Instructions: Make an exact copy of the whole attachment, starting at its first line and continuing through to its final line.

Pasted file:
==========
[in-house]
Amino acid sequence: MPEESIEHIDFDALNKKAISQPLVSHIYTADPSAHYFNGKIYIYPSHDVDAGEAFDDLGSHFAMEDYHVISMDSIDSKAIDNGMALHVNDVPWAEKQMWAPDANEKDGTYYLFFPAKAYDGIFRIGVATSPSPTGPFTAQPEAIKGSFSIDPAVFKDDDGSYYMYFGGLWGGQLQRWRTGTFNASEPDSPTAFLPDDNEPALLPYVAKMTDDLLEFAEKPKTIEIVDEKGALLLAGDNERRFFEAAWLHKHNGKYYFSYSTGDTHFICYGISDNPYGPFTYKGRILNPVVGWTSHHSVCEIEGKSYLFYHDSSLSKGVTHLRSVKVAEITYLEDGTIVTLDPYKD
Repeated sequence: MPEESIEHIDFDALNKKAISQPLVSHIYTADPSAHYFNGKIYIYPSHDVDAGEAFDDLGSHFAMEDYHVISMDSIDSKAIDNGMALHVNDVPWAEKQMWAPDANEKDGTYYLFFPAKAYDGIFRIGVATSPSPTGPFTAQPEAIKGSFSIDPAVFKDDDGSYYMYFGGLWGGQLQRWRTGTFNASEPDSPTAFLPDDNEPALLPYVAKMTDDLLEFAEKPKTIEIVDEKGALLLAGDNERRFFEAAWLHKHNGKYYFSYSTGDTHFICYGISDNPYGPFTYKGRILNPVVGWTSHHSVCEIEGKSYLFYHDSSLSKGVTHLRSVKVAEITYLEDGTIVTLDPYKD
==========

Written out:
[in-house]
Amino acid sequence: MPEESIEHIDFDALNKKAISQPLVSHIYTADPSAHYFNGKIYIYPSHDVDAGEAFDDLGSHFAMEDYHVISMDSIDSKAIDNGMALHVNDVPWAEKQMWAPDANEKDGTYYLFFPAKAYDGIFRIGVATSPSPTGPFTAQPEAIKGSFSIDPAVFKDDDGSYYMYFGGLWGGQLQRWRTGTFNASEPDSPTAFLPDDNEPALLPYVAKMTDDLLEFAEKPKTIEIVDEKGALLLAGDNERRFFEAAWLHKHNGKYYFSYSTGDTHFICYGISDNPYGPFTYKGRILNPVVGWTSHHSVCEIEGKSYLFYHDSSLSKGVTHLRSVKVAEITYLEDGTIVTLDPYKD
Repeated sequence: MPEESIEHIDFDALNKKAISQPLVSHIYTADPSAHYFNGKIYIYPSHDVDAGEAFDDLGSHFAMEDYHVISMDSIDSKAIDNGMALHVNDVPWAEKQMWAPDANEKDGTYYLFFPAKAYDGIFRIGVATSPSPTGPFTAQPEAIKGSFSIDPAVFKDDDGSYYMYFGGLWGGQLQRWRTGTFNASEPDSPTAFLPDDNEPALLPYVAKMTDDLLEFAEKPKTIEIVDEKGALLLAGDNERRFFEAAWLHKHNGKYYFSYSTGDTHFICYGISDNPYGPFTYKGRILNPVVGWTSHHSVCEIEGKSYLFYHDSSLSKGVTHLRSVKVAEITYLEDGTIVTLDPYKD